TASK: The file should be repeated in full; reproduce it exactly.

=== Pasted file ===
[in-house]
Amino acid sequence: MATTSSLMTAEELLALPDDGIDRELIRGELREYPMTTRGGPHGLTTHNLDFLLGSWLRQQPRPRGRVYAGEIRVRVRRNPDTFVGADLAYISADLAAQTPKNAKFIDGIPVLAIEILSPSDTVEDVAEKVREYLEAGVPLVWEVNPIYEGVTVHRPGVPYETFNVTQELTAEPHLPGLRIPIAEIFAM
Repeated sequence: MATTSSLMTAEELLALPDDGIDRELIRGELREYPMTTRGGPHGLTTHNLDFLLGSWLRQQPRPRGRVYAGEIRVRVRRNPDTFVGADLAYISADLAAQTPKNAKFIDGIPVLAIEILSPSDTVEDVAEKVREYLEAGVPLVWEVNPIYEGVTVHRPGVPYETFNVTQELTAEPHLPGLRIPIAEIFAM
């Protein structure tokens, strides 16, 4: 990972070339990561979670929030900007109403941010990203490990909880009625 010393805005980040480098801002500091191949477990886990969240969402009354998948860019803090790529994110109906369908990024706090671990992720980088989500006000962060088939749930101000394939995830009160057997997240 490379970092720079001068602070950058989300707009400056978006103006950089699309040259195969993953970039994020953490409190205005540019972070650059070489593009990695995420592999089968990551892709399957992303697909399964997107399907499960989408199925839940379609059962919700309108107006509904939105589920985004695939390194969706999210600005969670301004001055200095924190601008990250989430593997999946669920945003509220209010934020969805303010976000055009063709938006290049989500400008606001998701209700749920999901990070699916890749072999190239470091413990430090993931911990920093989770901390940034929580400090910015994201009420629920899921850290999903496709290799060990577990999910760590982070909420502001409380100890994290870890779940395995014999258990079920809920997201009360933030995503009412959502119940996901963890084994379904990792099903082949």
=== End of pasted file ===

[in-house]
Amino acid sequence: MATTSSLMTAEELLALPDDGIDRELIRGELREYPMTTRGGPHGLTTHNLDFLLGSWLRQQPRPRGRVYAGEIRVRVRRNPDTFVGADLAYISADLAAQTPKNAKFIDGIPVLAIEILSPSDTVEDVAEKVREYLEAGVPLVWEVNPIYEGVTVHRPGVPYETFNVTQELTAEPHLPGLRIPIAEIFAM
Repeated sequence: MATTSSLMTAEELLALPDDGIDRELIRGELREYPMTTRGGPHGLTTHNLDFLLGSWLRQQPRPRGRVYAGEIRVRVRRNPDTFVGADLAYISADLAAQTPKNAKFIDGIPVLAIEILSPSDTVEDVAEKVREYLEAGVPLVWEVNPIYEGVTVHRPGVPYETFNVTQELTAEPHLPGLRIPIAEIFAM
């Protein structure tokens, strides 16, 4: 990972070339990561979670929030900007109403941010990203490990909880009625 010393805005980040480098801002500091191949477990886990969240969402009354998948860019803090790529994110109906369908990024706090671990992720980088989500006000962060088939749930101000394939995830009160057997997240 490379970092720079001068602070950058989300707009400056978006103006950089699309040259195969993953970039994020953490409190205005540019972070650059070489593009990695995420592999089968990551892709399957992303697909399964997107399907499960989408199925839940379609059962919700309108107006509904939105589920985004695939390194969706999210600005969670301004001055200095924190601008990250989430593997999946669920945003509220209010934020969805303010976000055009063709938006290049989500400008606001998701209700749920999901990070699916890749072999190239470091413990430090993931911990920093989770901390940034929580400090910015994201009420629920899921850290999903496709290799060990577990999910760590982070909420502001409380100890994290870890779940395995014999258990079920809920997201009360933030995503009412959502119940996901963890084994379904990792099903082949």